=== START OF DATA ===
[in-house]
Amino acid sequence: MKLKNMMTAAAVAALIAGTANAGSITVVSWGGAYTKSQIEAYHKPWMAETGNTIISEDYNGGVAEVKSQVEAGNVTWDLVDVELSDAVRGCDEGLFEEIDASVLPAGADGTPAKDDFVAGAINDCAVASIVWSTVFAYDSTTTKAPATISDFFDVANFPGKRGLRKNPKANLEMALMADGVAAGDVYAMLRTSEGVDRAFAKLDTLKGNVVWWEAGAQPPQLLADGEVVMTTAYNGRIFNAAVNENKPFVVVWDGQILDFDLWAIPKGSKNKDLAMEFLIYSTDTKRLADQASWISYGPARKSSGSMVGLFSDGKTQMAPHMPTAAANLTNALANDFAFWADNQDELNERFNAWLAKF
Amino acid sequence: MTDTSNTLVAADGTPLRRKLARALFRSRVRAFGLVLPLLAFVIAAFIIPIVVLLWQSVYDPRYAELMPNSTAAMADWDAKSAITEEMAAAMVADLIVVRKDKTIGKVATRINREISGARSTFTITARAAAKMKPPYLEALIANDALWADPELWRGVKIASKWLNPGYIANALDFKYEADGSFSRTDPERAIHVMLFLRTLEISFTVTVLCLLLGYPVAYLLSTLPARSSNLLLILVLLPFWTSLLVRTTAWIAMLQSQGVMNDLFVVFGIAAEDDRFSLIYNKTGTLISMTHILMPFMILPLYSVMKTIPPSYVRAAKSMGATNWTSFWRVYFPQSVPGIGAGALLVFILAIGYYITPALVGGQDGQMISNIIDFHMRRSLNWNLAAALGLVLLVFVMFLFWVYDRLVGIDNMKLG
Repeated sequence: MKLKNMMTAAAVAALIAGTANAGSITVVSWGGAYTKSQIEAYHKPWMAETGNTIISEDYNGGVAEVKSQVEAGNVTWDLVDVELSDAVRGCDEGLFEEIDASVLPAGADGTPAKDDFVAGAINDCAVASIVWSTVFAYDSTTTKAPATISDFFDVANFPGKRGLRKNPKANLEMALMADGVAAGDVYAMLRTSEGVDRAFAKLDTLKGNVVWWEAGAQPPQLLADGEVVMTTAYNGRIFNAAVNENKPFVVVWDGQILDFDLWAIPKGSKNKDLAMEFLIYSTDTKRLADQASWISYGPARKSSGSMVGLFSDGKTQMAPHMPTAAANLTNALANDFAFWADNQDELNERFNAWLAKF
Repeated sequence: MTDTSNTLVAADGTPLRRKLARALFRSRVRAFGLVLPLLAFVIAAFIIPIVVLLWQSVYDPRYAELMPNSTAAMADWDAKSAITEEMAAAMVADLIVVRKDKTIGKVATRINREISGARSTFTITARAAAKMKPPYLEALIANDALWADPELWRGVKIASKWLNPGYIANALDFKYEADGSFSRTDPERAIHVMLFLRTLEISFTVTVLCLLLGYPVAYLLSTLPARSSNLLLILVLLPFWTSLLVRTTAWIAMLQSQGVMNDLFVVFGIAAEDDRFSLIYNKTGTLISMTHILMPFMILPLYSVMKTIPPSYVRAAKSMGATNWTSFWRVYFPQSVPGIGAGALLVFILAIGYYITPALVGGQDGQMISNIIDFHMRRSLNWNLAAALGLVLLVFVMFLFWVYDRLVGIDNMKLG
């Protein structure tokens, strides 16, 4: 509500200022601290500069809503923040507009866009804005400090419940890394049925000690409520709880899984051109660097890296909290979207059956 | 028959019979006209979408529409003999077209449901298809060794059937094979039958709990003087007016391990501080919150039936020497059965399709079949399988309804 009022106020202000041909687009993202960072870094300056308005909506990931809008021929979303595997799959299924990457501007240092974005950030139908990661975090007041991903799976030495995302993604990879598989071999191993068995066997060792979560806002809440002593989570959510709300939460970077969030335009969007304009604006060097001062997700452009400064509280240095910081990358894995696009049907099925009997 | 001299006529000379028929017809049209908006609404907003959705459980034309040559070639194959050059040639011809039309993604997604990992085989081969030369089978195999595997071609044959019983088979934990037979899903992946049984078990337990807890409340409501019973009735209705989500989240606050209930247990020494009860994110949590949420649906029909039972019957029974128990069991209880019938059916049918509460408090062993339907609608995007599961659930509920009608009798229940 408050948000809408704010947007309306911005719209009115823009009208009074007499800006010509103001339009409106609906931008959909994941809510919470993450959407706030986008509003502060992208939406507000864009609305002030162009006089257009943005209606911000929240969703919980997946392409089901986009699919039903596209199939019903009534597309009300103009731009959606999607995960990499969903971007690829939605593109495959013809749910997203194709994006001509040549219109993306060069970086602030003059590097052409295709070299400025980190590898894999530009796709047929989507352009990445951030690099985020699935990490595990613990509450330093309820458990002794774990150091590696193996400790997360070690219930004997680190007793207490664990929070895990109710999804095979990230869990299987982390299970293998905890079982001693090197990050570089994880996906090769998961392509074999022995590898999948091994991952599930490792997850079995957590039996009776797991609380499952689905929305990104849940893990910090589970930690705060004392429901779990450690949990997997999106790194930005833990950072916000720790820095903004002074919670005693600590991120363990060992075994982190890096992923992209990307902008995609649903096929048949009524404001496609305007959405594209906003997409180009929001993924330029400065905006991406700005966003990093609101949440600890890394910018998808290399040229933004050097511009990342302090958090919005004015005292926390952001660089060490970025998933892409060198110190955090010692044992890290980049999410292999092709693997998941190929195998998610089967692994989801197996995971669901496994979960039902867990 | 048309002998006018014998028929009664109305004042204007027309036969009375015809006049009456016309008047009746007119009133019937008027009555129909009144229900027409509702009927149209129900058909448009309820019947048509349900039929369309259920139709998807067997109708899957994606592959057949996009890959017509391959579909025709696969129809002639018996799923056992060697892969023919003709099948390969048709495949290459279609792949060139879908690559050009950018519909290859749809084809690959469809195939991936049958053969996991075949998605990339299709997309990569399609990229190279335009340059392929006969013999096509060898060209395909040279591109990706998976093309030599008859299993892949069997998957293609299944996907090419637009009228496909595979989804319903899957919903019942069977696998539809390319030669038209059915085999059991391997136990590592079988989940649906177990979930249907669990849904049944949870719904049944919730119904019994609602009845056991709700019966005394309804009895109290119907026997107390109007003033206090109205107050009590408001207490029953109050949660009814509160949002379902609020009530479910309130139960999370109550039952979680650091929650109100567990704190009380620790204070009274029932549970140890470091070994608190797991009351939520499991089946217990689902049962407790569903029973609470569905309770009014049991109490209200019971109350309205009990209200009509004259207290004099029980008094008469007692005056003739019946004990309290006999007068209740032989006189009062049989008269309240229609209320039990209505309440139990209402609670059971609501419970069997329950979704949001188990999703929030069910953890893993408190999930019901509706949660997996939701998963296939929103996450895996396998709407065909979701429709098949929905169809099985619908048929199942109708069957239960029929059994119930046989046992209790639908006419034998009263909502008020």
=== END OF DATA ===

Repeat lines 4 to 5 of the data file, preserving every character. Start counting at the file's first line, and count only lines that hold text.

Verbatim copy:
Repeated sequence: MKLKNMMTAAAVAALIAGTANAGSITVVSWGGAYTKSQIEAYHKPWMAETGNTIISEDYNGGVAEVKSQVEAGNVTWDLVDVELSDAVRGCDEGLFEEIDASVLPAGADGTPAKDDFVAGAINDCAVASIVWSTVFAYDSTTTKAPATISDFFDVANFPGKRGLRKNPKANLEMALMADGVAAGDVYAMLRTSEGVDRAFAKLDTLKGNVVWWEAGAQPPQLLADGEVVMTTAYNGRIFNAAVNENKPFVVVWDGQILDFDLWAIPKGSKNKDLAMEFLIYSTDTKRLADQASWISYGPARKSSGSMVGLFSDGKTQMAPHMPTAAANLTNALANDFAFWADNQDELNERFNAWLAKF
Repeated sequence: MTDTSNTLVAADGTPLRRKLARALFRSRVRAFGLVLPLLAFVIAAFIIPIVVLLWQSVYDPRYAELMPNSTAAMADWDAKSAITEEMAAAMVADLIVVRKDKTIGKVATRINREISGARSTFTITARAAAKMKPPYLEALIANDALWADPELWRGVKIASKWLNPGYIANALDFKYEADGSFSRTDPERAIHVMLFLRTLEISFTVTVLCLLLGYPVAYLLSTLPARSSNLLLILVLLPFWTSLLVRTTAWIAMLQSQGVMNDLFVVFGIAAEDDRFSLIYNKTGTLISMTHILMPFMILPLYSVMKTIPPSYVRAAKSMGATNWTSFWRVYFPQSVPGIGAGALLVFILAIGYYITPALVGGQDGQMISNIIDFHMRRSLNWNLAAALGLVLLVFVMFLFWVYDRLVGIDNMKLG